Cylinders

Cylinders have a smaller memory footprint and can be rendered more quickly than shells. These two features can create many advantages for developers who have models that lend themselves to cylindrical representations.

In HOOPS, cylinders are defined as two circles, known as end caps, connected to one another to form a tube. To create a cylinder in the HOOPS database, use Insert_Cylinder.
This function accepts two points, indicating the center points of the end caps, a radius and an options string. The options string is used to determine if either of the end caps will be rendered. The following sample code shows a cylinder with a 0.05 radius inserted into the database with options set to "none" indicating that neither end cap will be drawn.

float p1[3] = { 0, 0, 0 };
float p2[3] = { 0, 0, 1 };
HC_Insert_Cylinder(p1, p2, 0.05, "none");

Edge and face visibility affect cylinders just like they affect shells. When edges are visible, the cylinder is rendered with two edges connecting the two circles like struts.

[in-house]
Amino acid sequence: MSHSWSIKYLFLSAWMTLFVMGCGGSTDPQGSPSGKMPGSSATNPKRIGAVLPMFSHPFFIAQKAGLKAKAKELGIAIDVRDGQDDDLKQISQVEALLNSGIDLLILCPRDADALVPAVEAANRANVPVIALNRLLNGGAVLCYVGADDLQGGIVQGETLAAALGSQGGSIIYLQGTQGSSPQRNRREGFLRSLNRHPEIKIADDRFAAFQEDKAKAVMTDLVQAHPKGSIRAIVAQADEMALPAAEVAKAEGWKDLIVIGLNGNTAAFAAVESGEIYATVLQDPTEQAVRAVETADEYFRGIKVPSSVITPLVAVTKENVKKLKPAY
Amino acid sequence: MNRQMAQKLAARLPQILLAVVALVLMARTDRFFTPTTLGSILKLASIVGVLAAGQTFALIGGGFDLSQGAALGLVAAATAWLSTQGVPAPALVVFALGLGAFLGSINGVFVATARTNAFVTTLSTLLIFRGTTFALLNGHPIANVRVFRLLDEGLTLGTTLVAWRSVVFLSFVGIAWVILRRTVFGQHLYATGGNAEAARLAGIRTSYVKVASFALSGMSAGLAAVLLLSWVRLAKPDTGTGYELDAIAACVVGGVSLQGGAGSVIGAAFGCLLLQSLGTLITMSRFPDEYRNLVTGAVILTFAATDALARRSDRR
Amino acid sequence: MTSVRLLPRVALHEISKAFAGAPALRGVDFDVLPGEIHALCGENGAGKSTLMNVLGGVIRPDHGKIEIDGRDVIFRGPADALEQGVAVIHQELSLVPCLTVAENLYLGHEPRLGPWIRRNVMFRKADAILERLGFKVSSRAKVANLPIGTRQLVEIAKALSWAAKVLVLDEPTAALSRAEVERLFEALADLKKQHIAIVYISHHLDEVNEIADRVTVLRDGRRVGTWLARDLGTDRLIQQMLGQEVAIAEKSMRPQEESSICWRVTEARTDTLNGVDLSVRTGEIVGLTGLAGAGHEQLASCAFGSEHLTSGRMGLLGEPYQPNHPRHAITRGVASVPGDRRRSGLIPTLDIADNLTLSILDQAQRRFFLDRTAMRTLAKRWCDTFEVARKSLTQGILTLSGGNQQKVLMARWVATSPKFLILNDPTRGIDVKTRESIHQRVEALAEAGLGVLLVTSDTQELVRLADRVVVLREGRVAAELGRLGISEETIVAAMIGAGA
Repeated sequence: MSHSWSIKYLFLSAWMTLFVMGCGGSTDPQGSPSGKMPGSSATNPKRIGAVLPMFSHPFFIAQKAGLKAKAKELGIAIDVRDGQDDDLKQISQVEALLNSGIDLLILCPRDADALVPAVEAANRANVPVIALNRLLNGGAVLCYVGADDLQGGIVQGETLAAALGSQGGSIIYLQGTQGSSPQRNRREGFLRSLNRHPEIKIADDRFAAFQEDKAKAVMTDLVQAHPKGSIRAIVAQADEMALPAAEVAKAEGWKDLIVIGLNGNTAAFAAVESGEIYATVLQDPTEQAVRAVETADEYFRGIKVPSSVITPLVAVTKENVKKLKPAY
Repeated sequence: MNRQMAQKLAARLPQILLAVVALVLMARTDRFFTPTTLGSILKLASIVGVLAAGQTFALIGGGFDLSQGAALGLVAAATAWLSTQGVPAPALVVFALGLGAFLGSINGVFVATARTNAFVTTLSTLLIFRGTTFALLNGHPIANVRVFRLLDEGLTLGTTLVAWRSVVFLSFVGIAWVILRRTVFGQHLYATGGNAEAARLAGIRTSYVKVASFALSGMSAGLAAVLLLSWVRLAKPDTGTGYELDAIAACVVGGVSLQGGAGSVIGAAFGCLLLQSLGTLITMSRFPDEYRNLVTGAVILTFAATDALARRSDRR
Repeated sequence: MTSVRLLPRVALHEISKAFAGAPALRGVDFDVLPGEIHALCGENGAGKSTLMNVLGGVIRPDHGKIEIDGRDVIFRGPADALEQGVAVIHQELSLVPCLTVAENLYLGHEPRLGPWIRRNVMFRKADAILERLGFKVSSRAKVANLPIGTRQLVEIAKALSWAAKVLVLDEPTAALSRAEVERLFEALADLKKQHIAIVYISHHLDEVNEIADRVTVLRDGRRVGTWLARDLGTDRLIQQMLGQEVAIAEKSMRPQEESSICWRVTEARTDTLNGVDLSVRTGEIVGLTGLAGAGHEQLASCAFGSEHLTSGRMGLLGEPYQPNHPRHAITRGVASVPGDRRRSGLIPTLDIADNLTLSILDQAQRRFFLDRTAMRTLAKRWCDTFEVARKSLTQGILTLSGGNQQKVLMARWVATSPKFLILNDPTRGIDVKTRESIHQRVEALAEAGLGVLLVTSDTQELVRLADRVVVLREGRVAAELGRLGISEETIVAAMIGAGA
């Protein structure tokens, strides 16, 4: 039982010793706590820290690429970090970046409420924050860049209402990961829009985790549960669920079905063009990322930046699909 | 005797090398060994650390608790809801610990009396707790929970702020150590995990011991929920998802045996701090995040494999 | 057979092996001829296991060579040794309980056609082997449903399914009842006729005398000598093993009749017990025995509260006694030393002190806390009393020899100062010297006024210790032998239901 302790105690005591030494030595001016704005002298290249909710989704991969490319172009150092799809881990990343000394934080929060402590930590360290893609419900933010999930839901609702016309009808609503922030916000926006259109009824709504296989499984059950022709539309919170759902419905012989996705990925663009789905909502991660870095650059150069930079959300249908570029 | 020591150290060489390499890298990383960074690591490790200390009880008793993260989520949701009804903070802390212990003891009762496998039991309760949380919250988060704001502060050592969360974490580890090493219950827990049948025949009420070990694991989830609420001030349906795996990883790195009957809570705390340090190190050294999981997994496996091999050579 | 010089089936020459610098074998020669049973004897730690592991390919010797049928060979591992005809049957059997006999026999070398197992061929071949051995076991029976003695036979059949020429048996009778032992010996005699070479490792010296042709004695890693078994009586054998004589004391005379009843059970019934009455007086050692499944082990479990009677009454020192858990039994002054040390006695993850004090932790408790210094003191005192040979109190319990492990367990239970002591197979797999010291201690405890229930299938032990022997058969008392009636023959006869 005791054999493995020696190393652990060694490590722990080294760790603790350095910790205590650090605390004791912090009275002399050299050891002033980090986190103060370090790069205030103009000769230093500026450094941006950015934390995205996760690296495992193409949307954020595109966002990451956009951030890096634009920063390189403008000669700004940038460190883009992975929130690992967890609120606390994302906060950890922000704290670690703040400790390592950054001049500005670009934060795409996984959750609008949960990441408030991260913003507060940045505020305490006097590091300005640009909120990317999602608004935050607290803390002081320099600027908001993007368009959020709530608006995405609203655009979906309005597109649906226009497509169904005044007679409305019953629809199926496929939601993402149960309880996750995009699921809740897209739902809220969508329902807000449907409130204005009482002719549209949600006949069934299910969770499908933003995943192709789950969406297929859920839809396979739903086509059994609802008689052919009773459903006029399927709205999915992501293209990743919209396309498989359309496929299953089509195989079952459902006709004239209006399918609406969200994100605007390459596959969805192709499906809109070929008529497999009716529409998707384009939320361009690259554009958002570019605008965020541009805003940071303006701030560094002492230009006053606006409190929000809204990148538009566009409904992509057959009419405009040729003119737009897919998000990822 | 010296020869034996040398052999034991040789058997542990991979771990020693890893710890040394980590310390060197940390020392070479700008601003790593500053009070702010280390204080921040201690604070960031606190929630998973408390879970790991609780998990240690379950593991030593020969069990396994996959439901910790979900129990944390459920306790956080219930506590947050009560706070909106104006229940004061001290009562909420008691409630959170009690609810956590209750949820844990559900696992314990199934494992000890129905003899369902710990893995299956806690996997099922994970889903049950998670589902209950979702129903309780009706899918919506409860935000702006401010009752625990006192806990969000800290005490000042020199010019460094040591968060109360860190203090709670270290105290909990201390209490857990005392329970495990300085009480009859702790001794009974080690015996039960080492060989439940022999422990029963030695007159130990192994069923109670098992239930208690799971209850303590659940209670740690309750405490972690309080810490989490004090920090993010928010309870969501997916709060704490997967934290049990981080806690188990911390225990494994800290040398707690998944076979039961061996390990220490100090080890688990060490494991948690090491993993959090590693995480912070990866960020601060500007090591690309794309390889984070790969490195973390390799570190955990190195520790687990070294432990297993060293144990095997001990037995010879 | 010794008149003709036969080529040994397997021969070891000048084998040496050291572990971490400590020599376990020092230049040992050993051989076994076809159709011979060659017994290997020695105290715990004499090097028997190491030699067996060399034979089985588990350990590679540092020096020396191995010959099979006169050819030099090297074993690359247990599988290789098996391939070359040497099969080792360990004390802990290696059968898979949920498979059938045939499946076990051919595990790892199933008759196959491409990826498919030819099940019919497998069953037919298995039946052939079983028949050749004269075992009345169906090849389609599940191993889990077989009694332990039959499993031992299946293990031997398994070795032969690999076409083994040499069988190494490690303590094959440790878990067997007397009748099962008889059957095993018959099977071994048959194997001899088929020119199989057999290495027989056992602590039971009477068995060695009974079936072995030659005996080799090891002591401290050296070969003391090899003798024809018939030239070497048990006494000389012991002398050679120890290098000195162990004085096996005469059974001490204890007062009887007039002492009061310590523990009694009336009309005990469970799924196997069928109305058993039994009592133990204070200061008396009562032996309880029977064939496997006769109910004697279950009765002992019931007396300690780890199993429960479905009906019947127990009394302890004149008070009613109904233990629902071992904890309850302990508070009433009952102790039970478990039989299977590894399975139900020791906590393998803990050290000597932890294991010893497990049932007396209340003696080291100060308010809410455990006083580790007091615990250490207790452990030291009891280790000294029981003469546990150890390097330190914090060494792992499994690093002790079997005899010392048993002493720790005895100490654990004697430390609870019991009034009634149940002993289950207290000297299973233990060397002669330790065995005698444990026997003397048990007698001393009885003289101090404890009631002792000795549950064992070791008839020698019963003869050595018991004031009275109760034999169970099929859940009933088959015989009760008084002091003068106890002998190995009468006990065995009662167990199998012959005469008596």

The edges around the end caps are considered hard edges while the struts are silhouette edges under the right viewing angles. When markers are visible, there will be one marker at the center of each end cap.

Polycylinders

Polycylinders are a sequence of connected cylinders defined by a collection of vertices and their associated radii. Polycylinders are useful in representing a variety of graphical items. For example, they could be used to depict pipework in a factory or plant, or color-interpolated heat/air/fluid-flow streamlines in CAE post-processing applications.

Three different types of models that can be created using polycylinders.

In addition to their flexibility as a geometric form, polycylinders have only a slightly larger memory footprint than cylinders and can still be rendered more quickly than shells. The following code snippet shows how to create a torus using Insert_PolyCylinder:

/* creating a list of points for the torus */
HPoint torus[65];
static float radius[] = { 0.25f };
for (int i = 0; i<64; i++) {
/* Calculating points for the torus*/
float angle = 2.0f*3.1415926536f * i / 64.0f;
float x = 1;
float y = (float)cos(angle);
float z = (float)sin(angle) - 1.5f;
torus[i].Set(x, y, z);